City Councilman Brett Lee had an illuminating commentary in The Enterprise of Feb. 1 that allows us to put Measure I in context. What I concluded from the facts and assumptions outlined in the councilman’s statement is that Measure I is an insurance policy and our projected water rates are, at least in part, perhaps in substantial part, premiums on that water insurance policy, much like a health, accident or life policy. We are in good health now, but if something goes awry, we want to have some coverage.
As the councilman says, “Our drinking water meets all current standards.” However, he adds, “We do not know what the new standards will be, but it can be reasonably anticipated that the regulations will be more strict and we may have difficulty in meeting them.” This is the risk, but it is not certain that the standards will become more stringent or that we may not be able to meet them even so. Moreover, we face an uncertainty regarding premiums — they can increase.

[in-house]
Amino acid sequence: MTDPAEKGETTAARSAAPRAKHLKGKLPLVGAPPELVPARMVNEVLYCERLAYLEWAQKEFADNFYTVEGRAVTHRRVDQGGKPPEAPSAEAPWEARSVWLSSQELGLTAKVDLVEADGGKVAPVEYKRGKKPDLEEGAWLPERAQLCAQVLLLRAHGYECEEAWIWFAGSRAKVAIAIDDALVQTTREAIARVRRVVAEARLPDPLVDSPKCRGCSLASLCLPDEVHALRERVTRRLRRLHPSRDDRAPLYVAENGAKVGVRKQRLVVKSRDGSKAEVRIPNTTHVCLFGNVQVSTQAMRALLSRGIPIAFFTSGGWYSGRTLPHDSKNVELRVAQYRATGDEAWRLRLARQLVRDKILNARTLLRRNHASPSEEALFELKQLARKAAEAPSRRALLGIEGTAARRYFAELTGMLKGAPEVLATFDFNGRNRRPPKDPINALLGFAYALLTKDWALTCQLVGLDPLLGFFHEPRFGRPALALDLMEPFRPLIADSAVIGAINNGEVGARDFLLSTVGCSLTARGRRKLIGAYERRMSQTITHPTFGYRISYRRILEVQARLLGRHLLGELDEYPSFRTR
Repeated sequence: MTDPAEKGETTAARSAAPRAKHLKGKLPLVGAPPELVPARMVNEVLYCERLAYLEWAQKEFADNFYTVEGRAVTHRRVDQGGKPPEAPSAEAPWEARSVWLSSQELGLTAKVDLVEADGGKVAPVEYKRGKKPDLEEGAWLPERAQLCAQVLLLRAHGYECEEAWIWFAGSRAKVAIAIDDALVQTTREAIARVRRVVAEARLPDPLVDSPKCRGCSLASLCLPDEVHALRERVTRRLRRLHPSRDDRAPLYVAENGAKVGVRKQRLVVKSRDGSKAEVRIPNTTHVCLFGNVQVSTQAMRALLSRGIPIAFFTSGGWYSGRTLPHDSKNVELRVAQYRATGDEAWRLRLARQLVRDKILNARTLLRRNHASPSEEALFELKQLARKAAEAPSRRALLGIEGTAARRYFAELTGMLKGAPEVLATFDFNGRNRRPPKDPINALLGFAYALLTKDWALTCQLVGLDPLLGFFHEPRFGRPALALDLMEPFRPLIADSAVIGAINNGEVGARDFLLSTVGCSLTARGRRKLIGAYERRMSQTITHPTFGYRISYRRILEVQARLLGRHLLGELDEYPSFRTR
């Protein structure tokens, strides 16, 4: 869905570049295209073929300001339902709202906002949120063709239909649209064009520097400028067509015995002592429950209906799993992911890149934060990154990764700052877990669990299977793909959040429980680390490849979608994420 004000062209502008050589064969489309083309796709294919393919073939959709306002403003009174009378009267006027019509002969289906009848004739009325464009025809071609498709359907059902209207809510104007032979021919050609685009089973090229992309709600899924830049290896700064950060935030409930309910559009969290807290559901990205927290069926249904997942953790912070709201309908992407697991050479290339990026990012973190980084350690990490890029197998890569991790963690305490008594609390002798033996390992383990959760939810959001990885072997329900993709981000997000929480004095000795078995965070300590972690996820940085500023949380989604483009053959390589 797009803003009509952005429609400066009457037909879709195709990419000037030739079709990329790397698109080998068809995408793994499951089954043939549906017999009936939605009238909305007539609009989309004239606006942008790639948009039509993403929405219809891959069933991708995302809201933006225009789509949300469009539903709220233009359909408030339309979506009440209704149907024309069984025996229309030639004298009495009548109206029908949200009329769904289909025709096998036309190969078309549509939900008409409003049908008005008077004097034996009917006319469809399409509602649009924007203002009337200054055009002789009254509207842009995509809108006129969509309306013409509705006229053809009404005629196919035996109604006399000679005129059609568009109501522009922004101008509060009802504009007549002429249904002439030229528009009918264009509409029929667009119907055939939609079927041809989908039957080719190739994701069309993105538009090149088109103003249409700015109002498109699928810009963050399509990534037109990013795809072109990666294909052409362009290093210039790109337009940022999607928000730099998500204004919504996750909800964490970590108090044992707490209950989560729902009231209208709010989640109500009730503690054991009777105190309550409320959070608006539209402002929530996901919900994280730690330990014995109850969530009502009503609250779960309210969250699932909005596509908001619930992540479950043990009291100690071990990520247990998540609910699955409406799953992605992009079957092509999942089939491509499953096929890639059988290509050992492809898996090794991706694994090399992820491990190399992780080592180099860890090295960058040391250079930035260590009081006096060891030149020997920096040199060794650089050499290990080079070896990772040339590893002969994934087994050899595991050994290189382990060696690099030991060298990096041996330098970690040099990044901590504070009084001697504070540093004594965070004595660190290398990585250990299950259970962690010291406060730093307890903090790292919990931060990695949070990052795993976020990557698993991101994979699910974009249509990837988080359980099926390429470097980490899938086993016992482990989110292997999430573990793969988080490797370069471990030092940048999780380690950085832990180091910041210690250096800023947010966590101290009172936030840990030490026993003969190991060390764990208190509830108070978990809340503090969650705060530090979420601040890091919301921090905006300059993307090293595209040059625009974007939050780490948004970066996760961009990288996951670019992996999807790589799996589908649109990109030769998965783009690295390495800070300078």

Councilman Lee comes to his conclusions substantially based on his beliefs about likely scenarios. Like him, our votes will rely on our beliefs rather than the facts since, despite the assiduous efforts of the Water Advisory Committee, the facts do not speak for themselves.